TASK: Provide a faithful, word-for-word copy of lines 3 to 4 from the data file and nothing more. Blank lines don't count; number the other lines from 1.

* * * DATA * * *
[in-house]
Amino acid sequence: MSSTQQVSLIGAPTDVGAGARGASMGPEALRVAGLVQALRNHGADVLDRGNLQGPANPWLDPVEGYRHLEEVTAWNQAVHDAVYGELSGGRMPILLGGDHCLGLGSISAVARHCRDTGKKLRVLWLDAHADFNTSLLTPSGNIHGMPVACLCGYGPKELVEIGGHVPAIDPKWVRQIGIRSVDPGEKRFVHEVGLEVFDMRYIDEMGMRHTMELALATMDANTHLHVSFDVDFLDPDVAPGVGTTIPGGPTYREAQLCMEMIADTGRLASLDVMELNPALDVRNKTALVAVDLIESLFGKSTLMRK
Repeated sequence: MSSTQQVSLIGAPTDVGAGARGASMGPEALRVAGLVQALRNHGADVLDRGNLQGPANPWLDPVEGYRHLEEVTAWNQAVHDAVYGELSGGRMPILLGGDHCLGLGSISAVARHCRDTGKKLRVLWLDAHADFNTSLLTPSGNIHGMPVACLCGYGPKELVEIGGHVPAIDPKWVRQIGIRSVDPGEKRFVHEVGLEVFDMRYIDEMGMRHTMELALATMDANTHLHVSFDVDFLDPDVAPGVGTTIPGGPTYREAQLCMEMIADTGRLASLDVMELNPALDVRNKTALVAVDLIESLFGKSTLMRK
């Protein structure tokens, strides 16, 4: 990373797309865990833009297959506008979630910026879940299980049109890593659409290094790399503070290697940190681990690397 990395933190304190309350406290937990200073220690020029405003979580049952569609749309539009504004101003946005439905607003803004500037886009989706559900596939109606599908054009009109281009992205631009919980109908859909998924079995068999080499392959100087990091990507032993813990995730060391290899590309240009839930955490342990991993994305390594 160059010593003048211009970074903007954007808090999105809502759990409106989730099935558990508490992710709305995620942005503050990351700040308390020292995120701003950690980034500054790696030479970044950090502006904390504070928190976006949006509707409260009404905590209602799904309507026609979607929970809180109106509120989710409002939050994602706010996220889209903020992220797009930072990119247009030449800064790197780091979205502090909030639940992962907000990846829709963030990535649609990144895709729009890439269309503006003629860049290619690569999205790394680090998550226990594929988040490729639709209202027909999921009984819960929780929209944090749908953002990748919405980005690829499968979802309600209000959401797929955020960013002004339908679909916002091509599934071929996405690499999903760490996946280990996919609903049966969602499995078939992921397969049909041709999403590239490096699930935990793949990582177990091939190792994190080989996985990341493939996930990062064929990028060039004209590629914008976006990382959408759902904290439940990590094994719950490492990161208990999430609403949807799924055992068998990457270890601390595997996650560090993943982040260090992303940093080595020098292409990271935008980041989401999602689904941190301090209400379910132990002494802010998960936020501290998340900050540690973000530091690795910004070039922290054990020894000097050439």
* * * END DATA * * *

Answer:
Repeated sequence: MSSTQQVSLIGAPTDVGAGARGASMGPEALRVAGLVQALRNHGADVLDRGNLQGPANPWLDPVEGYRHLEEVTAWNQAVHDAVYGELSGGRMPILLGGDHCLGLGSISAVARHCRDTGKKLRVLWLDAHADFNTSLLTPSGNIHGMPVACLCGYGPKELVEIGGHVPAIDPKWVRQIGIRSVDPGEKRFVHEVGLEVFDMRYIDEMGMRHTMELALATMDANTHLHVSFDVDFLDPDVAPGVGTTIPGGPTYREAQLCMEMIADTGRLASLDVMELNPALDVRNKTALVAVDLIESLFGKSTLMRK
């Protein structure tokens, strides 16, 4: 990373797309865990833009297959506008979630910026879940299980049109890593659409290094790399503070290697940190681990690397 990395933190304190309350406290937990200073220690020029405003979580049952569609749309539009504004101003946005439905607003803004500037886009989706559900596939109606599908054009009109281009992205631009919980109908859909998924079995068999080499392959100087990091990507032993813990995730060391290899590309240009839930955490342990991993994305390594 160059010593003048211009970074903007954007808090999105809502759990409106989730099935558990508490992710709305995620942005503050990351700040308390020292995120701003950690980034500054790696030479970044950090502006904390504070928190976006949006509707409260009404905590209602799904309507026609979607929970809180109106509120989710409002939050994602706010996220889209903020992220797009930072990119247009030449800064790197780091979205502090909030639940992962907000990846829709963030990535649609990144895709729009890439269309503006003629860049290619690569999205790394680090998550226990594929988040490729639709209202027909999921009984819960929780929209944090749908953002990748919405980005690829499968979802309600209000959401797929955020960013002004339908679909916002091509599934071929996405690499999903760490996946280990996919609903049966969602499995078939992921397969049909041709999403590239490096699930935990793949990582177990091939190792994190080989996985990341493939996930990062064929990028060039004209590629914008976006990382959408759902904290439940990590094994719950490492990161208990999430609403949807799924055992068998990457270890601390595997996650560090993943982040260090992303940093080595020098292409990271935008980041989401999602689904941190301090209400379910132990002494802010998960936020501290998340900050540690973000530091690795910004070039922290054990020894000097050439």